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Coronavirus infections delay removal of capsized cargo ship


SAVANNAH, Georgia (AP) – Coronavirus infections among the rescue crew are delaying plans to dismantle and remove an imposing freighter that capsized off the coast of Georgia 10 months ago.

Authorities had hoped to start cutting the South Korean freighter Golden Ray into eight giant pieces in mid-July. Today, final preparations have been halted after nine workers tested positive for COVID-19 and are in quarantine, Chief Coast Guard John Miller said Thursday.

“We do our own contact tracing using CDC guidelines and the people who were in contact with these people, they isolate themselves as a precaution,” said Miller, a spokesperson for the multi-agency command overseeing the operation. safety. “As a result, the timeline has shifted slightly to the right.”

Miller said it was unclear how long the infections and precautions to mitigate the spread would delay the demolition of the shipwreck, but command still hopes to start by the end of July. The rescue team has more than 260 members in total.

The Golden Ray has been stranded off the coast of Saint Simons Island since September 8, when the vessel capsized shortly after leaving Brunswick harbor. The ship is 656 feet (200 meters) long and 4,200 cars remain inside its cargo decks.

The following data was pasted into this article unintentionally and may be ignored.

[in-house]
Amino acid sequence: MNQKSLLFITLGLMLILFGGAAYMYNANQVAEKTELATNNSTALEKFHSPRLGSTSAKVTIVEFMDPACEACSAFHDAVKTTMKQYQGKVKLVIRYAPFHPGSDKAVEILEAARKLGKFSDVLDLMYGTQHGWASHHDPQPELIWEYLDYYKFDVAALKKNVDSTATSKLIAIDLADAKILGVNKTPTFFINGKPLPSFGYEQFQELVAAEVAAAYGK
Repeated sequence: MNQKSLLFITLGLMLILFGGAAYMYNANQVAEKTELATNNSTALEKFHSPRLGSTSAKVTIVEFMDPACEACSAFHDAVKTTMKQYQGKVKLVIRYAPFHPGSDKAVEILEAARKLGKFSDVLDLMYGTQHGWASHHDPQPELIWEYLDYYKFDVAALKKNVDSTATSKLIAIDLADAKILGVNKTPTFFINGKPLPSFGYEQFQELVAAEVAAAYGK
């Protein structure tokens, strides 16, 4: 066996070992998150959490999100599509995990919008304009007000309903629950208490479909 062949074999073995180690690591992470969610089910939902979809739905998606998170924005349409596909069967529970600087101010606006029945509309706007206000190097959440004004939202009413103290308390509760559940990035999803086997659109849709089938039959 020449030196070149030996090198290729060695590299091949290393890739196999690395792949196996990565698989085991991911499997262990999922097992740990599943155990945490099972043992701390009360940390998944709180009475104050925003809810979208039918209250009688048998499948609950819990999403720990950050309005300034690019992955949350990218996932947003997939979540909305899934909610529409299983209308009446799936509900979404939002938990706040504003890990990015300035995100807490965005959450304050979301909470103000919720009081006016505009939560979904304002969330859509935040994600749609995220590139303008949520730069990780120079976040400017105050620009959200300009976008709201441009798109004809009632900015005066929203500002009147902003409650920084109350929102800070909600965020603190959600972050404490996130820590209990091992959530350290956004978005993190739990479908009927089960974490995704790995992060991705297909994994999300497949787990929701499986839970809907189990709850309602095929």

The engineers decided months ago that the sinking was too badly damaged to be removed intact. Instead, an imposing floating crane will overlap the shipwreck and saw it into pieces using massive anchor chains.

The Golden Ray will leave the Georgia coast in eight pieces weighing up to 4,100 tonnes (3,720 metric tonnes) each, each loaded onto a barge and transported to a Gulf Coast rescue site. The cars inside will either be bundled with the huge parts of the ship, or dropped into the water for later retrieval.

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The floating crane docked last week in Fernandina Beach, Florida, for the final adjustments. Crews recently completed surrounding the sinking with a giant mesh barrier to contain falling cars and debris left over during the cut.

The workers put on the chains that cut the ship in place and welded massive lugs to the hull of the ship that will attach to the crane to lift each large section.

Overall, cutting and removing the Golden Ray is expected to take approximately seven weeks, said Miller. A cleaning of water debris will follow.

The response team initially hoped that large sections of the ship would be removed before the hurricane season began on June 1. In March, the goal was to beat the busiest part of the Atlantic hurricane season, which usually begins in August.

Even though cutting operations straddle the peak of storm season, “we are still planning to continue and launch it,” said Miller. “We do not plan to wait or delay after the hurricane season.”

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Source: AP News

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